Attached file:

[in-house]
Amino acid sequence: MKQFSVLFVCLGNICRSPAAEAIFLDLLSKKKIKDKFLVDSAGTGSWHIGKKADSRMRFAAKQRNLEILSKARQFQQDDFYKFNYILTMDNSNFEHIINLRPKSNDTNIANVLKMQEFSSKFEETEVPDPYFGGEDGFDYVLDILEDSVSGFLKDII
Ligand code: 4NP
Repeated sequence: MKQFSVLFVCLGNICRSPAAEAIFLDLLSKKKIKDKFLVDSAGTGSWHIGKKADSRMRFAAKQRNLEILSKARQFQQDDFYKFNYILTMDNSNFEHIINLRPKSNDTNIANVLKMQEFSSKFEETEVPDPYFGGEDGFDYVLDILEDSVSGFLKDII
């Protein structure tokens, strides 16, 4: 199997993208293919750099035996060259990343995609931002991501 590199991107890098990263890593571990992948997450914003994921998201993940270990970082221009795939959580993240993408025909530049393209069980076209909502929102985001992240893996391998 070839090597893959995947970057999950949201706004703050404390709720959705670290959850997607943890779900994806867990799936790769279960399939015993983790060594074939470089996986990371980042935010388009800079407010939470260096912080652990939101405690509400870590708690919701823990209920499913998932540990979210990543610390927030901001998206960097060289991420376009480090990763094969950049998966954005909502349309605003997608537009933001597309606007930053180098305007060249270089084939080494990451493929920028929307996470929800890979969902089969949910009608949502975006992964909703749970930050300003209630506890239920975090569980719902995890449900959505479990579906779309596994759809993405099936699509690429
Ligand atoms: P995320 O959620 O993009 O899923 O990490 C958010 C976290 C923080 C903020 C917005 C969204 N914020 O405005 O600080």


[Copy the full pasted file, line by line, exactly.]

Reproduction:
[in-house]
Amino acid sequence: MKQFSVLFVCLGNICRSPAAEAIFLDLLSKKKIKDKFLVDSAGTGSWHIGKKADSRMRFAAKQRNLEILSKARQFQQDDFYKFNYILTMDNSNFEHIINLRPKSNDTNIANVLKMQEFSSKFEETEVPDPYFGGEDGFDYVLDILEDSVSGFLKDII
Ligand code: 4NP
Repeated sequence: MKQFSVLFVCLGNICRSPAAEAIFLDLLSKKKIKDKFLVDSAGTGSWHIGKKADSRMRFAAKQRNLEILSKARQFQQDDFYKFNYILTMDNSNFEHIINLRPKSNDTNIANVLKMQEFSSKFEETEVPDPYFGGEDGFDYVLDILEDSVSGFLKDII
């Protein structure tokens, strides 16, 4: 199997993208293919750099035996060259990343995609931002991501 590199991107890098990263890593571990992948997450914003994921998201993940270990970082221009795939959580993240993408025909530049393209069980076209909502929102985001992240893996391998 070839090597893959995947970057999950949201706004703050404390709720959705670290959850997607943890779900994806867990799936790769279960399939015993983790060594074939470089996986990371980042935010388009800079407010939470260096912080652990939101405690509400870590708690919701823990209920499913998932540990979210990543610390927030901001998206960097060289991420376009480090990763094969950049998966954005909502349309605003997608537009933001597309606007930053180098305007060249270089084939080494990451493929920028929307996470929800890979969902089969949910009608949502975006992964909703749970930050300003209630506890239920975090569980719902995890449900959505479990579906779309596994759809993405099936699509690429
Ligand atoms: P995320 O959620 O993009 O899923 O990490 C958010 C976290 C923080 C903020 C917005 C969204 N914020 O405005 O600080």